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No extra benefit from long-acting insulin

By News team

Using long-acting insulin for more than six years has no effect on cardiovascular outcomes and cancers, according to a study published online in the New England Journal of Medicine (11 June 2012).

The "outcome reduction with an initial glargine intervention" (ORIGIN) trial included 12,537 patients with cardiovascular risk factors and impaired fasting glucose, impaired glucose tolerance or early type 2 diabetes. Patients were assigned to receive insulin glargine (targeting a self-measured fasting plasma glucose level of 5.3mmol per litre or less) or standard care, which differed depending on diabetes status.

The first co-primary outcome was death from cardiovascular disease, non-fatal myocardial infarction or non-fatal stroke, and the second was a composite of these events plus revascularisation or admission to hospital for heart failure.

After one year, half of patients in the insulin glargine group had reached the fasting plasma glucose target level, which was maintained over six years.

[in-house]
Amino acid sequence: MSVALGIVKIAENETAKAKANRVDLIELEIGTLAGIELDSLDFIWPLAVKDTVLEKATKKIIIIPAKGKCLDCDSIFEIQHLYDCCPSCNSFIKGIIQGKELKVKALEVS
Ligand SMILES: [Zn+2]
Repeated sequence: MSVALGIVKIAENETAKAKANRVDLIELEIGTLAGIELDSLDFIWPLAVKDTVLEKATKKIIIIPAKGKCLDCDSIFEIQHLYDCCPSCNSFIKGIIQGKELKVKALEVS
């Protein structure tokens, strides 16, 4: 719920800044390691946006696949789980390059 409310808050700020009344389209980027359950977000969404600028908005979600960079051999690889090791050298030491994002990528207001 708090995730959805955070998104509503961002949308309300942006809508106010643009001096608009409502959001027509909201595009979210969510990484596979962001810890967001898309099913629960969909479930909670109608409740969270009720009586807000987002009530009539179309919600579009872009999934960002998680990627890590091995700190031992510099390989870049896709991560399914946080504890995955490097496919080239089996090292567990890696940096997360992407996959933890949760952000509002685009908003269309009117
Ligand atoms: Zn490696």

The incidence of both co-primary outcomes did not differ significantly between treatment groups, with a hazard ratio of 1.02 for co-primary outcome 1 (95 per cent confidence interval 0.94–1.11, P=0.63) and 1.04, for co-primary outcome 2 (CI 0.97–1.11, P=0.27).

Effect of omega-3

Patients in each of the treatment groups (insulin glargine or standard care) were also assigned to receive either 1g omega-3 fatty acids or placebo daily.

Supplementation with omega-3 fatty acids did not reduce cardiovascular disease deaths, which occurred in 9.1% of patients compared with 9.3% of patients receiving placebo (hazard ratio 0.98, 95% confidence interval 0.87–1.10, P=0.72).

 

Citation: The Pharmaceutical Journal URI: 11103235

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